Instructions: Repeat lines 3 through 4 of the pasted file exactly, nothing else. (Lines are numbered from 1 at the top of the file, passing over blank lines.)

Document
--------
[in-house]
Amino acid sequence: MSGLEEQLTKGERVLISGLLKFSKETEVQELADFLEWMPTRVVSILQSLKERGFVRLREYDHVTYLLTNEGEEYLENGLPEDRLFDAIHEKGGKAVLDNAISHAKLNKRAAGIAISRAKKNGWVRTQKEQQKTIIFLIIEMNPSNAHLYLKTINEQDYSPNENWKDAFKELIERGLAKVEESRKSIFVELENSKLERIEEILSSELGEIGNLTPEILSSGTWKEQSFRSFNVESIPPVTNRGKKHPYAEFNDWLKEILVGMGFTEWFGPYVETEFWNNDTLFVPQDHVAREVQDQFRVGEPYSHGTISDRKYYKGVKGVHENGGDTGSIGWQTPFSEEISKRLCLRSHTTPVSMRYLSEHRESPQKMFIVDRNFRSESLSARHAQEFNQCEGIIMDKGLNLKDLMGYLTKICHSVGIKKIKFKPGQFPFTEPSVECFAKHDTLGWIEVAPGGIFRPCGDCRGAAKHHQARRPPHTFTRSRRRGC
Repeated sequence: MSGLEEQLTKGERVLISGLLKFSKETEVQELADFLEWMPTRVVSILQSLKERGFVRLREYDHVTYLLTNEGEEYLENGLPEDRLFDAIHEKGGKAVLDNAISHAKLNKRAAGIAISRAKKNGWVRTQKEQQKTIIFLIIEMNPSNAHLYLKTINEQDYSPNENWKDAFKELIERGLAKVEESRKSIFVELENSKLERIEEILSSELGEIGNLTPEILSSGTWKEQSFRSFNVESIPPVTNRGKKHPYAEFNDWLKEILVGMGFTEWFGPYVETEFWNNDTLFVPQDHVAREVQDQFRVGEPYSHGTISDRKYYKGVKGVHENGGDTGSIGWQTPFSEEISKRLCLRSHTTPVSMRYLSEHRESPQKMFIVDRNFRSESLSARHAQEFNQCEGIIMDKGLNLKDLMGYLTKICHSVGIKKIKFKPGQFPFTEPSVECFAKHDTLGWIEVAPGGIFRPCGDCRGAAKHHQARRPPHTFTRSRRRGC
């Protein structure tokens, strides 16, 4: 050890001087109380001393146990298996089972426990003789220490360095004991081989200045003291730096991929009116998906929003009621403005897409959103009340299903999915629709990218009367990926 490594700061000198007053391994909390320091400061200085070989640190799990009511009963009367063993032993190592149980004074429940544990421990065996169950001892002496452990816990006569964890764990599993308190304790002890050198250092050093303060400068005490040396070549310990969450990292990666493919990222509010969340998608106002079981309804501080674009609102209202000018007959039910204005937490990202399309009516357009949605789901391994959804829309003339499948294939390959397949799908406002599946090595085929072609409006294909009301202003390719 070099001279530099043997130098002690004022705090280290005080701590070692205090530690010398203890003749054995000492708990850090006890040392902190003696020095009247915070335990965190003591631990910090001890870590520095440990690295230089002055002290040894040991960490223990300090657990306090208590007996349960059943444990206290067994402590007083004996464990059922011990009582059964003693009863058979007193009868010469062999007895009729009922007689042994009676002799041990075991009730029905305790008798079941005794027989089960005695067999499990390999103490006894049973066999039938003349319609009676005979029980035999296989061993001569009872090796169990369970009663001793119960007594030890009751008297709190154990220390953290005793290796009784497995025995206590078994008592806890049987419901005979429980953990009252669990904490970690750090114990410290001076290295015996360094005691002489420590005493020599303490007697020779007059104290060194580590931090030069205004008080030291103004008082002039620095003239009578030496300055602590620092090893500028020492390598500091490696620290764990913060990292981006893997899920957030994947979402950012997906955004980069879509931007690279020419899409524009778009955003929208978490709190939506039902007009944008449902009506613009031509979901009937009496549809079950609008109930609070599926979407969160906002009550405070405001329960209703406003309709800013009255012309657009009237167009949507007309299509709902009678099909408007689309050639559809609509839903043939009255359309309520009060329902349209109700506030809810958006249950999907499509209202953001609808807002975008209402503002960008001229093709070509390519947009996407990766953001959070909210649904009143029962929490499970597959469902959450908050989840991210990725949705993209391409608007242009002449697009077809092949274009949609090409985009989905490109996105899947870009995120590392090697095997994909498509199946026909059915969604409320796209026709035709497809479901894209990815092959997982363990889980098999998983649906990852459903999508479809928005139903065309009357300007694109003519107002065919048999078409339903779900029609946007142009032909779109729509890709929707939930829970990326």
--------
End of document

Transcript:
Repeated sequence: MSGLEEQLTKGERVLISGLLKFSKETEVQELADFLEWMPTRVVSILQSLKERGFVRLREYDHVTYLLTNEGEEYLENGLPEDRLFDAIHEKGGKAVLDNAISHAKLNKRAAGIAISRAKKNGWVRTQKEQQKTIIFLIIEMNPSNAHLYLKTINEQDYSPNENWKDAFKELIERGLAKVEESRKSIFVELENSKLERIEEILSSELGEIGNLTPEILSSGTWKEQSFRSFNVESIPPVTNRGKKHPYAEFNDWLKEILVGMGFTEWFGPYVETEFWNNDTLFVPQDHVAREVQDQFRVGEPYSHGTISDRKYYKGVKGVHENGGDTGSIGWQTPFSEEISKRLCLRSHTTPVSMRYLSEHRESPQKMFIVDRNFRSESLSARHAQEFNQCEGIIMDKGLNLKDLMGYLTKICHSVGIKKIKFKPGQFPFTEPSVECFAKHDTLGWIEVAPGGIFRPCGDCRGAAKHHQARRPPHTFTRSRRRGC
């Protein structure tokens, strides 16, 4: 050890001087109380001393146990298996089972426990003789220490360095004991081989200045003291730096991929009116998906929003009621403005897409959103009340299903999915629709990218009367990926 490594700061000198007053391994909390320091400061200085070989640190799990009511009963009367063993032993190592149980004074429940544990421990065996169950001892002496452990816990006569964890764990599993308190304790002890050198250092050093303060400068005490040396070549310990969450990292990666493919990222509010969340998608106002079981309804501080674009609102209202000018007959039910204005937490990202399309009516357009949605789901391994959804829309003339499948294939390959397949799908406002599946090595085929072609409006294909009301202003390719 070099001279530099043997130098002690004022705090280290005080701590070692205090530690010398203890003749054995000492708990850090006890040392902190003696020095009247915070335990965190003591631990910090001890870590520095440990690295230089002055002290040894040991960490223990300090657990306090208590007996349960059943444990206290067994402590007083004996464990059922011990009582059964003693009863058979007193009868010469062999007895009729009922007689042994009676002799041990075991009730029905305790008798079941005794027989089960005695067999499990390999103490006894049973066999039938003349319609009676005979029980035999296989061993001569009872090796169990369970009663001793119960007594030890009751008297709190154990220390953290005793290796009784497995025995206590078994008592806890049987419901005979429980953990009252669990904490970690750090114990410290001076290295015996360094005691002489420590005493020599303490007697020779007059104290060194580590931090030069205004008080030291103004008082002039620095003239009578030496300055602590620092090893500028020492390598500091490696620290764990913060990292981006893997899920957030994947979402950012997906955004980069879509931007690279020419899409524009778009955003929208978490709190939506039902007009944008449902009506613009031509979901009937009496549809079950609008109930609070599926979407969160906002009550405070405001329960209703406003309709800013009255012309657009009237167009949507007309299509709902009678099909408007689309050639559809609509839903043939009255359309309520009060329902349209109700506030809810958006249950999907499509209202953001609808807002975008209402503002960008001229093709070509390519947009996407990766953001959070909210649904009143029962929490499970597959469902959450908050989840991210990725949705993209391409608007242009002449697009077809092949274009949609090409985009989905490109996105899947870009995120590392090697095997994909498509199946026909059915969604409320796209026709035709497809479901894209990815092959997982363990889980098999998983649906990852459903999508479809928005139903065309009357300007694109003519107002065919048999078409339903779900029609946007142009032909779109729509890709929707939930829970990326």